Bergman was involved with many of his actresses. One of them, Bibi Andersson, “had a premonition of what would happen” with Ullmann’s relationship with Bergman. Ullmann “looked at [Bibi] from the distant heaven where I resided in my capacity as the first woman on earth who loved and was loved.” Ullmann would live with Bergman on Fårö, an island that “lies between Russian and Sweden” with “gnarled spruce trees of strange green colors, most of them stunted and bent along the ground.” For Bergman, the isolation is paradise. Ullmann “could not remember having seen a place so barren.”

In hindsight, Ullmann recognizes that life with Bergman was a kind of trap. Even after they’ve split, she tries not to “[d]o anything so as not to give him a cause to criticize me—and thereby give him every reason.”

“Women’s lib” was a burgeoning issue at the time, and Ullmann, in response to press questions, tries “to put into words why I believe that all division of people into groups just increases our difficulties. Makes it harder for us to understand one another.” She puts in a bid for equal pay for equal work: “In discussing my salary, I have asked for the same as a male colleague. Though we have been with the theatre the same number of years, I am told that he must have more than me because he supports a family.”

Much of the book is about the demands of being a single, working mother. Changing is dedicated to Ullmann and Bergman’s daughter Linn and their scenes together are vivid. Tucking Linn in for night, Ullmann “must say the prayers. The last time [Linn] did it herself she called upon God in a high childish voice. And then with a mounting impatience: ‘Go-o-o-d!’ Disappointed, she looked at me as if it were my fault, and said, ‘He does not answer!’”

The title Changing might relate not only to Ullmann’s person, and life, but to the world at large. At one point working on set, Bergman and Ullmann reminisce about their childhoods. “The evenings were darker—another kind of dark than we have now, diffused by advertisements and shop windows.” Ullmann remarks that “[t]he pictures on the walls carried with them such strong suggestions for me that I took them with me into life as an experience…Now the world batters my daughter daily with live pictures on television.” At one point, Ullmann reminds her daughter, “when I was little we didn’t have television. She looks at me with pity and I become old right before her eyes.”

Throughout the book is the sinister feeling that technology is encroaching and changing lives for the worst. Ullmann relates something [performer] Victor Borge once said: “that he loved to be onstage because there no telephone could reach him.” Is it the progression of Ullmann’s career, the price of fame, or the changing times that causes her to feel harried and confused? “The difficulty was the struggle against everything around me: certain books, television programs, films, newspapers—the mass media shouting every day what a happy person should consist of, promising the gigantic, the triumphant.”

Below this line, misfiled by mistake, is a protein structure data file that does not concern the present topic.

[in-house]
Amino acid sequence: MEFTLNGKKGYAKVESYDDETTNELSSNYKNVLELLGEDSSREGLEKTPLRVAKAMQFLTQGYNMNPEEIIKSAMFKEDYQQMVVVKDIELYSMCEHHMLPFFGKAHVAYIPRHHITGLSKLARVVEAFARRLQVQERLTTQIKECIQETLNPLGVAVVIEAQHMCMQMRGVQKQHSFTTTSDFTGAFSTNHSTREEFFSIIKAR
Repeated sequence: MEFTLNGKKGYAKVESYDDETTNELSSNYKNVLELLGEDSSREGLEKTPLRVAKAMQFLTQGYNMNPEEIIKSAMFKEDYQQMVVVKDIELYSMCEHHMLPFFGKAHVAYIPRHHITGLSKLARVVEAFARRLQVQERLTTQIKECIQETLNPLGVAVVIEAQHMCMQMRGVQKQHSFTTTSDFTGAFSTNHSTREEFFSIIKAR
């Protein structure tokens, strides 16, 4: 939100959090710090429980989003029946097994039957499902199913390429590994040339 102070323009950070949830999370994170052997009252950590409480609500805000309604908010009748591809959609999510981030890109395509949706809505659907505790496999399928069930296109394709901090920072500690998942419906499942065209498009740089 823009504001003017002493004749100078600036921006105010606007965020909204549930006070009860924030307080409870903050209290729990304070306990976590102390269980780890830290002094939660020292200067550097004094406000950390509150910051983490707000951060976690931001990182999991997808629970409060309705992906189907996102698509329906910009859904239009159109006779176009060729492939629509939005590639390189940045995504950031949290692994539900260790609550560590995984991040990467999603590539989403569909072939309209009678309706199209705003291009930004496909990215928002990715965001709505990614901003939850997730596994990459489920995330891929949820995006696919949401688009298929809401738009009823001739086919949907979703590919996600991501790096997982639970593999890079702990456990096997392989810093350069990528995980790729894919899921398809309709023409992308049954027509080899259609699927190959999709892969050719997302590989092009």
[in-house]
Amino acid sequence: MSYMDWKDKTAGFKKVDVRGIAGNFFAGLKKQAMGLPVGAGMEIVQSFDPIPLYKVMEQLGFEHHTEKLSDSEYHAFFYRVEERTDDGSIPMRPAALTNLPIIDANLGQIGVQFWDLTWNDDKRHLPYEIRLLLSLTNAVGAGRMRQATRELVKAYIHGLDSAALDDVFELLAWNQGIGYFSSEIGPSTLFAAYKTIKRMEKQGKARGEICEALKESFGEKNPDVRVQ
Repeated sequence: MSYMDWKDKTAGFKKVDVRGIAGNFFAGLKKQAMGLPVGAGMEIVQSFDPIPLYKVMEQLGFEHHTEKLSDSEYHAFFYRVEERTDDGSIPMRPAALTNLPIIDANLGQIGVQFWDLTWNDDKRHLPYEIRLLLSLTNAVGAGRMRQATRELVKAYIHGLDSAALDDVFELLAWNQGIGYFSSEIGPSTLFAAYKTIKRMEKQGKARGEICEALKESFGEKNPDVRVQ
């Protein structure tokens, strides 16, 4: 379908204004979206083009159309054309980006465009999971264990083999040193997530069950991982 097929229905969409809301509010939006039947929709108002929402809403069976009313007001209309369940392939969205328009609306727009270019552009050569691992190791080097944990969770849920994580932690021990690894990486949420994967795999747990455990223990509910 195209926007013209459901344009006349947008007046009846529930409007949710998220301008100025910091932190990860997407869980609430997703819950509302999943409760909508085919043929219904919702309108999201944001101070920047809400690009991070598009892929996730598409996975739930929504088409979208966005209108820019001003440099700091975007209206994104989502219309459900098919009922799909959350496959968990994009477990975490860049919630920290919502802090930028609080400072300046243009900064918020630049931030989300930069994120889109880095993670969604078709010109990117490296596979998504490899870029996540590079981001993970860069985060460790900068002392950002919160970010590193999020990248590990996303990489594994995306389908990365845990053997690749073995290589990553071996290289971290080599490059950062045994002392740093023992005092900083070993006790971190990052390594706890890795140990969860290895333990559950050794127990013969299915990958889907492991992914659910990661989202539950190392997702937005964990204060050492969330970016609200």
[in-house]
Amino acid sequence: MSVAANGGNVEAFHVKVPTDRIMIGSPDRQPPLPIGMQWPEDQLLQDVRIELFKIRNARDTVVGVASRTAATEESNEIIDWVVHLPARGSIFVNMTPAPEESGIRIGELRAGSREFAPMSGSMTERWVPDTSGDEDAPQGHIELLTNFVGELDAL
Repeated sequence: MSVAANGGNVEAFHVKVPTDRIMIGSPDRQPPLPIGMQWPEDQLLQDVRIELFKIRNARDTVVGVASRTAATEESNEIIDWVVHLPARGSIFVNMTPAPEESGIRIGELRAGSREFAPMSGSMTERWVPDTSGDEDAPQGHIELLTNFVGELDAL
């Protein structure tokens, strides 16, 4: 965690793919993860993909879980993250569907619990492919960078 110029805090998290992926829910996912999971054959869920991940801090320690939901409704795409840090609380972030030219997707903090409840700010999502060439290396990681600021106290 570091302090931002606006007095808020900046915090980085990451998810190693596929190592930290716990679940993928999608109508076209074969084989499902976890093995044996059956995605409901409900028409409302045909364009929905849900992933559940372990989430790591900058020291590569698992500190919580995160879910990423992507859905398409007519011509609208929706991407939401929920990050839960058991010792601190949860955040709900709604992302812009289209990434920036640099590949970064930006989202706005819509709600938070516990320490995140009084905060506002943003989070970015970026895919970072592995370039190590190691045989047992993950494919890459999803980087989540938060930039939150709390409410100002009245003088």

Many of Ullmann’s feelings are seen through the lens of a character she played many times in her career: Nora, in Ibsen’s A Doll’s House. Ullmann reflects on the play’s message—about an underestimated woman who turns her back on her marriage to discover who she is as a person—as it relates to her own life. “[A] husband is a sort of alibi for a woman. Never mind what it looks like behind the scenes.”

“Books,” Ullmann writes, “have always been living things to me. Some of my encounters with new authors have changed my life a little. When I have been perplexed, looking for something I could not define to myself, a certain book has turned up, approached as a friend would. And between its covers carried the questions and the answers I was looking for.” Changing isn’t available at the Brooklyn Public Library, but it turned up there, with a discount sticker on its face, bought secondhand and abandoned on one of the small counters where patrons check out book themselves. I’m glad it found me.

Changing, Liv Ullmann, Knopf, First American Edition, 1977, 244 pp.